Maple Leafs worth $1 billion, says Forbes

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They haven’t made the playoffs since before the last lockout, but the Toronto Maple Leafs are still worth a cool $1 billion, according to the newest Forbes valuations.

The Leafs’ valuation is by far the highest of all 30 NHL franchises, and it dwarfs the dollar figure assigned to the least valuable clubs.

After the Leafs, it’s the New York Rangers ($750 million), Montreal Canadiens ($575 million), Chicago Blackhawks ($350 million), and Boston Bruins ($348 million).

At the bottom end, the St. Louis Blues are the least valuable franchise at $130 million, slightly lower than the Phoenix Coyotes ($134 million) and Columbus Blue Jackets ($145 million).

It should be noted that in cases like the Blues, Forbes was able to use actual recent sale prices to determine value. For teams like the Bruins (Jeremy Jacobs has owned the B’s since 1975), valuations are estimates.

A few notes:

—- The Leafs are worth almost eight times more than the Blues. That’s a massive discrepancy compared to the NFL, where Forbes values the most valuable Dallas Cowboys ($2.1 billion) at just 2.7 times more than No. 32 Jacksonville ($770 million).*

—- Forbes estimates that 17 NHL teams are profitable, led by the Leafs with annual operating income of $81.9 million. League-wide earnings were pegged at $250 million, a number the league would likely dispute as too high.

—- The average franchise value is around $282 million. The average Canadian franchise value is around $400 million.

—- Winnipeg is the least valuable Canadian franchise at $200 million (No. 20).

—- Of the 10 least valuable franchises, six of them are in markets where it very rarely snows. (And we’re not talking about Vancouver.)

—- The brand value Forbes assigns to the Coyotes is $13 million. For the Leafs, it’s $154 million.

* The great equalizer in the NFL is national TV money, which is in the neighborhood of $3 billion per year and divided evenly among all franchises. The NHL is far more dependent on ticket sales and local broadcasting revenue. Thus, the NHLPA’s push for more revenue-sharing between franchises.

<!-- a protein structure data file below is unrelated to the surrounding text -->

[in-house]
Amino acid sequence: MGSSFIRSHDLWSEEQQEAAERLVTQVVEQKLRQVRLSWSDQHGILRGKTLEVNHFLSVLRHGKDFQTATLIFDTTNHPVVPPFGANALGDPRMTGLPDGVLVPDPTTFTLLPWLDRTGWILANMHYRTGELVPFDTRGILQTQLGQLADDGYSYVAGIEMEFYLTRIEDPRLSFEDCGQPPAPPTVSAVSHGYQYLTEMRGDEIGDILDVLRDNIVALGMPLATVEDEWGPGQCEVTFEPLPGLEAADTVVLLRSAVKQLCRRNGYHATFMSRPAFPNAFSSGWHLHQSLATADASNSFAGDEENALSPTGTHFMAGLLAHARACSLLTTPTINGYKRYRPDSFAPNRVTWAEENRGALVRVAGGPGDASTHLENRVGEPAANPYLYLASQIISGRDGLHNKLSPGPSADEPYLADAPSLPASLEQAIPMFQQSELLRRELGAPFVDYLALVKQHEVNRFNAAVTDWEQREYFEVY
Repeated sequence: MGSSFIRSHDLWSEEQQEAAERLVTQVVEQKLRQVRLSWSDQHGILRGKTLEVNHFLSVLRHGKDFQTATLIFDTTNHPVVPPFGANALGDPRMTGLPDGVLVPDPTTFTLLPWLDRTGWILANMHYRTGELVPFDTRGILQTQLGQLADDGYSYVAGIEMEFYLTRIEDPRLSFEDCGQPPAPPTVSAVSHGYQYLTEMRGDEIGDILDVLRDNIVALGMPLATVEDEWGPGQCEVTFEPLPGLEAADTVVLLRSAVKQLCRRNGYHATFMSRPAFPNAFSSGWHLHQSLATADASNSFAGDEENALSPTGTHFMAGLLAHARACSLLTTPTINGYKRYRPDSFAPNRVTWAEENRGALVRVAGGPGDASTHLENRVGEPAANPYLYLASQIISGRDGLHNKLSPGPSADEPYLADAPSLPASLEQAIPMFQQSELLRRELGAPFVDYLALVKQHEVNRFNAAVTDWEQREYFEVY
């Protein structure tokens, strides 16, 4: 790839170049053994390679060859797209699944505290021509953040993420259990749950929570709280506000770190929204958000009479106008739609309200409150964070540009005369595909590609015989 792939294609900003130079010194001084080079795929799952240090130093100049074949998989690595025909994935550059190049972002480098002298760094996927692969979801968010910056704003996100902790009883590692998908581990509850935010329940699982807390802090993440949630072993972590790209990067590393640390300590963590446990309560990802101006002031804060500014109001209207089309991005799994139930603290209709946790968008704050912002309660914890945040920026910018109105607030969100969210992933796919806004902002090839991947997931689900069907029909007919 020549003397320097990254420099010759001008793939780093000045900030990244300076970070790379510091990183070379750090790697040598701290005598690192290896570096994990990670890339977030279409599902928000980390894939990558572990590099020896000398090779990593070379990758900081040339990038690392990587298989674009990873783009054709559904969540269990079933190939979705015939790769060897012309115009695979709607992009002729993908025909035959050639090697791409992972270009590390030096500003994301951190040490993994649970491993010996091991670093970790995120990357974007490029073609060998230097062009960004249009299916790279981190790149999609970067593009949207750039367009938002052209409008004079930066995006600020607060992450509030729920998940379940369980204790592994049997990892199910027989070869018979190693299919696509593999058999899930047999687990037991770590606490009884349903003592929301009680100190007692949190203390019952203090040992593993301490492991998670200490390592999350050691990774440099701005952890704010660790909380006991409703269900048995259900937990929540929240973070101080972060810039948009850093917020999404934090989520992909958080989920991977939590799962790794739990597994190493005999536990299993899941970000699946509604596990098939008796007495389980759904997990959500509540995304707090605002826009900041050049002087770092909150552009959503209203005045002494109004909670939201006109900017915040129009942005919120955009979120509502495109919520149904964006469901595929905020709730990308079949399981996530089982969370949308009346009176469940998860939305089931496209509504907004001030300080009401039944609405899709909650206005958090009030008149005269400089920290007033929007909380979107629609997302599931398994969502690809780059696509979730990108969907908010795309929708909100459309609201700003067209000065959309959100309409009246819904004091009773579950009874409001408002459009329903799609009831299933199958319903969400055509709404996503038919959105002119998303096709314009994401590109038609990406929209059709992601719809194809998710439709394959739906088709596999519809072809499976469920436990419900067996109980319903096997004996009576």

Report: ‘Hawks could add Ulf Samuelsson to coaching staff

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The Chicago Blackhawks are searching for an assistant coach, and Ulf Samuelsson might just be their guy.

According to the Chris Kuc of the Chicago Tribune, Samuelsson is the “top candidate” to replace Mike Kitchen, who was fired after the ‘Hawks were swept by the Nashville Predators in the opening round the playoffs.

The obvious connection here, is that Samuelsson and head coach Joel Quenneville were teammates with the Hartford Whalers back in the 1980s.

Samuelsson, 53, was an associate coach with the Arizona Coyotes from 2006 to 2011 and he was an assistant with the New York Rangers from 2013 to 2016. Last season,  he served as the head coach of Carolina’s farm team, the Charlotte Checkers.

He led the Checkers to a 39-29-8 record during the 2016-17 AHL campaign.

2017 Stanley Cup Playoffs schedule for Monday, May 22

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Will the Nashville Predators become the first team to clinch a berth in the 2017 Stanley Cup Final? We’ll find out tonight.

The Preds were able to push the Ducks to the brink of elimination after their impressive win in Game 5 on Saturday night.

Nashville was able to get the job done without centers Ryan Johansen and Mike Fisher. We know Johansen will be out for Game 6, but maybe Fisher can give them a boost.

Here’s what you need to know:

Anaheim Ducks vs. Nashville Predators (Preds lead 3-2)